Harbel Oil Co. v. Superior Court of Maricopa County

Annotate this Case

86 Ariz. 303 (1959)

345 P.2d 427

HARBEL OIL COMPANY, a corporation, Petitioner, v. SUPERIOR COURT OF MARICOPA COUNTY, Arizona, and Henry S. Stevens, Judge thereof, Respondents.

No. 6886.

Supreme Court of Arizona.

October 28, 1959.

*304 Finn, Gorey & Ely, Phoenix, for petitioner.

Langmade & Sullivan, Phoenix, for respondents.

UDALL, Justice.

In an original proceeding initiated in this Court, petitioner Harbel Oil Company sought writs of prohibition and mandamus directed against respondent, Honorable Henry S. Stevens, one of the judges of the superior court of Maricopa County. Alternative writs were granted to determine whether the proceedings being conducted by Judge Stevens in superior court cause No. 72982 are inconsistent with the decision of this Court in Harbel Oil Co. v. Steele (our No. 6155), reported in 83 Ariz. 181, 318 P.2d 359, 362.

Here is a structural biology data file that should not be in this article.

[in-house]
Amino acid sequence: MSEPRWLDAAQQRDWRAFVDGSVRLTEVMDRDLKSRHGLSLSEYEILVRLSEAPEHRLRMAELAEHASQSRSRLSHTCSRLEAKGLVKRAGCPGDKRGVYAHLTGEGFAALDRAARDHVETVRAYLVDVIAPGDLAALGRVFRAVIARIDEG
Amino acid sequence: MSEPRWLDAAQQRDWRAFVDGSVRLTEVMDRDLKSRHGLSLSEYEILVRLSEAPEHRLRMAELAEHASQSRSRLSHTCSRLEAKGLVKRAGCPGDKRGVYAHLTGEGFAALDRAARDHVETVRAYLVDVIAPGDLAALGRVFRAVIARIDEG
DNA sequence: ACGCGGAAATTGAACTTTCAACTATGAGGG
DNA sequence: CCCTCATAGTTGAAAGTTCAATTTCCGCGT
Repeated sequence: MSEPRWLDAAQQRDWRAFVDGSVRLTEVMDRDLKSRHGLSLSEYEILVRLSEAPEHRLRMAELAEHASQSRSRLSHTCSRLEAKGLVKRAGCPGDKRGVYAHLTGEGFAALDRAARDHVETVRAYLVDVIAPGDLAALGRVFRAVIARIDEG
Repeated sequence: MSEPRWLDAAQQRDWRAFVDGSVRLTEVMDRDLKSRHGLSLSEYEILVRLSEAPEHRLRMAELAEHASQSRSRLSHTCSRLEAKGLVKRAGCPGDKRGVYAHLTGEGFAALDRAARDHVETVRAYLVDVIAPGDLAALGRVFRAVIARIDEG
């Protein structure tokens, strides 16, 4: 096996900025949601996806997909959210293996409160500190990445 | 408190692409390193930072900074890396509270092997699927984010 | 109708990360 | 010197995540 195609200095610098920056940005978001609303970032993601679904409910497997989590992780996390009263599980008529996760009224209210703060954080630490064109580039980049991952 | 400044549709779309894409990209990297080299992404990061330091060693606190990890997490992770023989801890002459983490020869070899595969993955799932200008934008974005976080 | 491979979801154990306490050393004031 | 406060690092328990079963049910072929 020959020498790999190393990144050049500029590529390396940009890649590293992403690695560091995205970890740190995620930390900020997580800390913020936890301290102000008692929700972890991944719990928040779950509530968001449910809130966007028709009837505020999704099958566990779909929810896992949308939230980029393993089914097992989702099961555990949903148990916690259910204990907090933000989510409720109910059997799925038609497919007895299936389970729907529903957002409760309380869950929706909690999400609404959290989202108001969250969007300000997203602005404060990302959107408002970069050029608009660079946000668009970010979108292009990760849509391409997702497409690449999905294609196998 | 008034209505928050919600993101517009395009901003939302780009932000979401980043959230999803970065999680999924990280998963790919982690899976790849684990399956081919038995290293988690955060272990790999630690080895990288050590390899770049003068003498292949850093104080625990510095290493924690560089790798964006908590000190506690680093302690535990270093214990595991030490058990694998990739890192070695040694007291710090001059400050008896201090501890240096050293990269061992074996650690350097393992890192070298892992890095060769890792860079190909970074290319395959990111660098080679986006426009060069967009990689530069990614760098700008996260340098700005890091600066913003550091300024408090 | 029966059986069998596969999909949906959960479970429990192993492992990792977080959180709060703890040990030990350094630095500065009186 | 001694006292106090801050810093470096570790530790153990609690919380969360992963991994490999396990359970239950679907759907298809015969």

The proceedings giving rise to this petition occurred on remand of the cause after the initial judgment of the trial court had been reversed by this Court in No. 6155, supra. A reading of that decision is essential to an understanding of the matter now before us. In brief, this Court determined that the trial court was in error in holding that a mortgage given by Harbel Oil Company to Steele and others evidenced by various instruments had been foreclosed so as to cut off the mortgagor's equity of redemption. We held that insofar as the mortgage was of an interest in real property it could be foreclosed only by court action, and insofar as the mortgaged property was personalty the foreclosure could only be by sale. Since neither of these requirements had been met, the mortgage was not foreclosed, and hence it was held the mortgagees were "mortgagees in possession" subject to the mortgagor's equity of redemption. The cause was remanded to the superior court for "proceedings not inconsistent" with our decision.

This cause has had a tempestuous voyage on the sea of litigation. The original complaint was filed on July 10, 1952, and prior to this proceeding some phase of the case has been before us on three different occasions. See, 80 Ariz. 368, 298 P.2d 789; 81 Ariz. 104, 301 P.2d 757; and 83 Ariz. 181, 318 P.2d 359. After seven years the end is not in sight, for as yet there has been no final determination on the merits.